Like most leaders, performance will be constantly at the forefront of your thinking.
You know that people in your team can do better, but you’re struggling to find the recipe for success.
The first step to solving the performance puzzle is to ask yourself: “what am I doing or not doing that is contributing to this person’s performance?“
Then, you’ll want to diagnose the real cause of under-performance and here is a framework to help you do just that.
It’s called the Seven Performance Conditions, or 7PC for short, and it can help you drill down to the true cause of people being unable to adequately perform the things they’ve been asked to do.
Use the 7PC model to assess an individual’s (or team’s) performance by starting at #1 and moving through each step in order, satisfying each one before moving onto the next.
#1: Role Design – is this job designed for success?
Has the job / task / process been designed well enough for people to perform successfully? What is getting in the way of this being completed successfully, e.g. not enough resources, etc.?
Is it simple? Is it repeatable? Can it be performed to a high level?
#2: KPIs – are performance expectations perfectly clear?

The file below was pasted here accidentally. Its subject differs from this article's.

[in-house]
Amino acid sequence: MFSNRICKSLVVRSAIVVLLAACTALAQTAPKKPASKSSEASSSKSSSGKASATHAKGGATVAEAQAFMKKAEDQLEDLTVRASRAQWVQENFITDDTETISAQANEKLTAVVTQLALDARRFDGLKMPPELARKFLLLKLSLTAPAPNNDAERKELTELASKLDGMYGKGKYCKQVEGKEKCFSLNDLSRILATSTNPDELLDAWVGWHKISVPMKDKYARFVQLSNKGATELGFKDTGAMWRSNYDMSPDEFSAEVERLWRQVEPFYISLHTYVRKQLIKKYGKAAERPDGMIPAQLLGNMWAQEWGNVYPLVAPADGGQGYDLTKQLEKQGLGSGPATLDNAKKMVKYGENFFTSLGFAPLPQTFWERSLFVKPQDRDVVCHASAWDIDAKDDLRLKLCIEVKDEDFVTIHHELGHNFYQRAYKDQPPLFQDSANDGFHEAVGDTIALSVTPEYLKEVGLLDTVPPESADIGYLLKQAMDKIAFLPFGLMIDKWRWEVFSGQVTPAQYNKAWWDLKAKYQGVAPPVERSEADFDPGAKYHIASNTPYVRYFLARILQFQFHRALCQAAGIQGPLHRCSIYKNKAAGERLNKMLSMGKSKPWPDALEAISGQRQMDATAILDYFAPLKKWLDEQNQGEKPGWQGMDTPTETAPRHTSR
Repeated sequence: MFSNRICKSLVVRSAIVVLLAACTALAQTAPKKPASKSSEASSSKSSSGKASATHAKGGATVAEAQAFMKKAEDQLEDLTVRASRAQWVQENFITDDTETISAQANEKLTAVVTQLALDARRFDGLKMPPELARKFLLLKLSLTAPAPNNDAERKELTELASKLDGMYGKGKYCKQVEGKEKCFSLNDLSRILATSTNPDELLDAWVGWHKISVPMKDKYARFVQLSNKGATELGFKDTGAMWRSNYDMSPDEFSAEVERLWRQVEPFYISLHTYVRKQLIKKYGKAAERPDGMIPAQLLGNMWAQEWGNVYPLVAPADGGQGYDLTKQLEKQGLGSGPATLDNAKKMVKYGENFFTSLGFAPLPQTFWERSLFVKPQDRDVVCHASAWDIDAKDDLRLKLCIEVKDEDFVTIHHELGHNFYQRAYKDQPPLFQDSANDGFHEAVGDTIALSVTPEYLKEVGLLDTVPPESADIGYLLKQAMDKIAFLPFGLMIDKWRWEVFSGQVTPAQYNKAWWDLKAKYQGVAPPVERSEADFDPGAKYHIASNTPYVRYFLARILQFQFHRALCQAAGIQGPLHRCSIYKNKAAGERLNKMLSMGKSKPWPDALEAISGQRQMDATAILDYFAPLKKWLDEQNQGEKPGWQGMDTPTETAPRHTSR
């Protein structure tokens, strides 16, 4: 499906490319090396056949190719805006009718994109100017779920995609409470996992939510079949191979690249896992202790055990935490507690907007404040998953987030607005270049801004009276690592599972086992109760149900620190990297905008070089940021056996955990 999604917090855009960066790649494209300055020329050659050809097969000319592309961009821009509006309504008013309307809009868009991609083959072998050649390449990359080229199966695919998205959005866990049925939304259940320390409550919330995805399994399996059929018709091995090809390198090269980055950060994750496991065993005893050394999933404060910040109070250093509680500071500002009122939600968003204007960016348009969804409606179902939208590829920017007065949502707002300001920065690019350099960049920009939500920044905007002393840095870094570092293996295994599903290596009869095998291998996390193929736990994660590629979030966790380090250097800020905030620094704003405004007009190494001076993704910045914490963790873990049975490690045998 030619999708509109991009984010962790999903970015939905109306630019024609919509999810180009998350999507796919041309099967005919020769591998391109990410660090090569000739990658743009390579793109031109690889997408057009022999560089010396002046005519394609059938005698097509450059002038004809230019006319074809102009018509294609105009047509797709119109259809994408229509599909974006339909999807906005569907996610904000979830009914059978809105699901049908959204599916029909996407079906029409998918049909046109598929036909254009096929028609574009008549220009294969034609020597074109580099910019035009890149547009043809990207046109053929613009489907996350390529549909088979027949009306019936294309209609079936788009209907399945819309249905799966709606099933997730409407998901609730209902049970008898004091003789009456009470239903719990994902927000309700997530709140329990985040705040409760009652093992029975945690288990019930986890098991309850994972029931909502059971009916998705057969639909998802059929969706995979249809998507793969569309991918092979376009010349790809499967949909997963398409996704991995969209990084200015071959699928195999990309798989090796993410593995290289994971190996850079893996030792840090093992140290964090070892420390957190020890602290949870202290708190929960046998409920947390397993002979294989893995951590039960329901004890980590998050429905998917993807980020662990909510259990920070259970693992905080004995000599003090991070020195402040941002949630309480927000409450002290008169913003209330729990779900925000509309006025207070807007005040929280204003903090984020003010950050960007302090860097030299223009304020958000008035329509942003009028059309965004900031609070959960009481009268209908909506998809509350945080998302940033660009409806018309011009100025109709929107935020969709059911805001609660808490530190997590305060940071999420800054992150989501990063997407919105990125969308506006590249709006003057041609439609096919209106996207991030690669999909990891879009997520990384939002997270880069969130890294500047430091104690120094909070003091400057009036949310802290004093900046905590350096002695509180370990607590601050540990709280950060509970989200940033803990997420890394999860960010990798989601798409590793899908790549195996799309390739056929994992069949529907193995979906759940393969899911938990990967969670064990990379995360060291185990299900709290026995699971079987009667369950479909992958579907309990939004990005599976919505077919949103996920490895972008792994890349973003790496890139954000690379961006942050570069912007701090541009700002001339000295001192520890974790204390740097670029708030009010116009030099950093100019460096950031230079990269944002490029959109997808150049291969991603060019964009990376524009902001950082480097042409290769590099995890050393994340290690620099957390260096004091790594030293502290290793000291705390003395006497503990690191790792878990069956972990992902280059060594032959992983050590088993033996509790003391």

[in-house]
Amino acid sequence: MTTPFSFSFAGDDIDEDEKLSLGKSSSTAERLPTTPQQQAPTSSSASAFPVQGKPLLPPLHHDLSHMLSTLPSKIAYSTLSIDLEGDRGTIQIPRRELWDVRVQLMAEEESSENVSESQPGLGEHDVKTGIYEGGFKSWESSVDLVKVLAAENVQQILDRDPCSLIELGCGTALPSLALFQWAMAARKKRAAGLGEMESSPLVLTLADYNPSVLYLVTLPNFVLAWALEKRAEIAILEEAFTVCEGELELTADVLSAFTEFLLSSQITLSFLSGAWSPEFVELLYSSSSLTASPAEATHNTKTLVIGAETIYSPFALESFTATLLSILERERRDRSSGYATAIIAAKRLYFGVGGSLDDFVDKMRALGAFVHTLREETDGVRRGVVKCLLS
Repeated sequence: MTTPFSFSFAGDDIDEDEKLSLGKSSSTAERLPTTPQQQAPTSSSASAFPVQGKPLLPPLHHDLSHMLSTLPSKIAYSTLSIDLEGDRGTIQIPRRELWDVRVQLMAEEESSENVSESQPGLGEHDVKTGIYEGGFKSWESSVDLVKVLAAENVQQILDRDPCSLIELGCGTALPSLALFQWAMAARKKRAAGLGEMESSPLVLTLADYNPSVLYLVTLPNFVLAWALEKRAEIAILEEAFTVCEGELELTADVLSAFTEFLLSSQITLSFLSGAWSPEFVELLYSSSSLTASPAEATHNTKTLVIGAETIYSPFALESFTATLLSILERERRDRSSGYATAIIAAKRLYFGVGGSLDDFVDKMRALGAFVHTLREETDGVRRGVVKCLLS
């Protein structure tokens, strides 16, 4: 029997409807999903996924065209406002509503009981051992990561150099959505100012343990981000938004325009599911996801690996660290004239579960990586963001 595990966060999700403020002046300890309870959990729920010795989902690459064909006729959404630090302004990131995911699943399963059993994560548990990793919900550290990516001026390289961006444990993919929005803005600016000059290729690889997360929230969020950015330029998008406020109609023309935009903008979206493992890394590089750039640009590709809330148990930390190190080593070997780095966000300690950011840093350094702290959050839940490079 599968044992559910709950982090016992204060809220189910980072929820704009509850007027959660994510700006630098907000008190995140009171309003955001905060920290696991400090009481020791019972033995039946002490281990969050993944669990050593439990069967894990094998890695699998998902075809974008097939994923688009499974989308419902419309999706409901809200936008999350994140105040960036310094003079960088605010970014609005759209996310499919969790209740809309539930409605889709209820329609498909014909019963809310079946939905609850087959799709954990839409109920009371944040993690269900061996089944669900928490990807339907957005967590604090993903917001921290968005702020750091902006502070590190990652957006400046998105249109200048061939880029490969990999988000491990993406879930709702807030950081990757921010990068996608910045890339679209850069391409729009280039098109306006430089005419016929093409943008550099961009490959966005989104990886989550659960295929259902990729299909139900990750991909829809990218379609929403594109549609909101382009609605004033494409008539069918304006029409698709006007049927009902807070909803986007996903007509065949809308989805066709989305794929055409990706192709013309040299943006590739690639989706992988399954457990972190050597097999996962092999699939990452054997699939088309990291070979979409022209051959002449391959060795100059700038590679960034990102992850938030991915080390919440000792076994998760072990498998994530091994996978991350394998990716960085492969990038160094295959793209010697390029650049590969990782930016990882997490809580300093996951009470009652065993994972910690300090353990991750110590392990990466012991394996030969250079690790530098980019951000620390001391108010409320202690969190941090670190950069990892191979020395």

Does the performer know unequivocally the performance expected? How do you know that they know? Have you told them? Is it written down? Has their understanding been checked? Are we clear ourselves? Vagueness begins with us! We often make too many assumptions, such as:
- “He is an experienced person”
- “He doesn’t need me to tell him”
- “She should know what is expected at this stage”
What will be used to measure success? Think in terms of quality, quantity and cost measures.
#3: Review – is timely, constructive feedback present?
Does the person know how they are doing? Have you given regular feedback? Do you know how to give appropriate feedback or do you have the appropriate skills?
#4: Competencies – are the necessary competencies present?
Does he / she have the skills to do the job? Does he / she have the knowledge to perform the tasks? Has he / she been trained properly? Do we know what are the ‘must have’ and the ‘nice to have’ competencies?
#5: Context – is importance and consequence understood?
- Does the person understand the personal benefits / incentives?
- Is there a consequence for him / her personally?
For the organisation:
- Do they understand the importance of good performance?
- Do they understand why the task must be done?
#6: Potential – Does the performer have the potential to perform?
Does he / she have the mental / physical / emotional capability to do the job? Has he / she the capacity to learn?
#7: Values and Behaviours – Does the performer have the willingness to perform?
Does he / she want to do the work to our expectations? Is he / she even willing to learn?
The benefits to you, and your organisation, of knowing the underlying root causes of poor performance are obvious. The expensive consequences of trying to fix a performance problem without knowing the underlying root cause are also obvious.
Make sure that you benefit from this simple to use framework next time you need to discover the root cause of performance issues.